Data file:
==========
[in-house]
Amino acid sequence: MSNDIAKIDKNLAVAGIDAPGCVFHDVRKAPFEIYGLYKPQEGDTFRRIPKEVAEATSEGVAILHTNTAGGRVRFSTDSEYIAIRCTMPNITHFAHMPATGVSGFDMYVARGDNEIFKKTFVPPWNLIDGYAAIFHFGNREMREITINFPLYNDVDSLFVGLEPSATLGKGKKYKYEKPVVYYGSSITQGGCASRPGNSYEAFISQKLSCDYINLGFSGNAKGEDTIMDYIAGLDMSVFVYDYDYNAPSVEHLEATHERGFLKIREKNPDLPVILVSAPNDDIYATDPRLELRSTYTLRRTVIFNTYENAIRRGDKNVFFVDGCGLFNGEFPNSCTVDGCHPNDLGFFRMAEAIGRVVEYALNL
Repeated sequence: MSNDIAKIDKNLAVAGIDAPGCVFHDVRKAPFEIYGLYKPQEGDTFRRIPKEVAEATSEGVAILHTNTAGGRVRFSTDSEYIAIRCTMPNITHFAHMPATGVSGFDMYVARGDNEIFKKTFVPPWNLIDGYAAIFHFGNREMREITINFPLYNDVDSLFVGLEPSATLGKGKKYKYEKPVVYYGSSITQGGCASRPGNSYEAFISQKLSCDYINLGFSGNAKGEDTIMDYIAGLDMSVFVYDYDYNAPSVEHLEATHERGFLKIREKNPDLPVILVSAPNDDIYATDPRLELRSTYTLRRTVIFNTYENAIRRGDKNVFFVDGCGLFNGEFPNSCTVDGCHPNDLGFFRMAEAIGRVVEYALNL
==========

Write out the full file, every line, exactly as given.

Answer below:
[in-house]
Amino acid sequence: MSNDIAKIDKNLAVAGIDAPGCVFHDVRKAPFEIYGLYKPQEGDTFRRIPKEVAEATSEGVAILHTNTAGGRVRFSTDSEYIAIRCTMPNITHFAHMPATGVSGFDMYVARGDNEIFKKTFVPPWNLIDGYAAIFHFGNREMREITINFPLYNDVDSLFVGLEPSATLGKGKKYKYEKPVVYYGSSITQGGCASRPGNSYEAFISQKLSCDYINLGFSGNAKGEDTIMDYIAGLDMSVFVYDYDYNAPSVEHLEATHERGFLKIREKNPDLPVILVSAPNDDIYATDPRLELRSTYTLRRTVIFNTYENAIRRGDKNVFFVDGCGLFNGEFPNSCTVDGCHPNDLGFFRMAEAIGRVVEYALNL
Repeated sequence: MSNDIAKIDKNLAVAGIDAPGCVFHDVRKAPFEIYGLYKPQEGDTFRRIPKEVAEATSEGVAILHTNTAGGRVRFSTDSEYIAIRCTMPNITHFAHMPATGVSGFDMYVARGDNEIFKKTFVPPWNLIDGYAAIFHFGNREMREITINFPLYNDVDSLFVGLEPSATLGKGKKYKYEKPVVYYGSSITQGGCASRPGNSYEAFISQKLSCDYINLGFSGNAKGEDTIMDYIAGLDMSVFVYDYDYNAPSVEHLEATHERGFLKIREKNPDLPVILVSAPNDDIYATDPRLELRSTYTLRRTVIFNTYENAIRRGDKNVFFVDGCGLFNGEFPNSCTVDGCHPNDLGFFRMAEAIGRVVEYALNL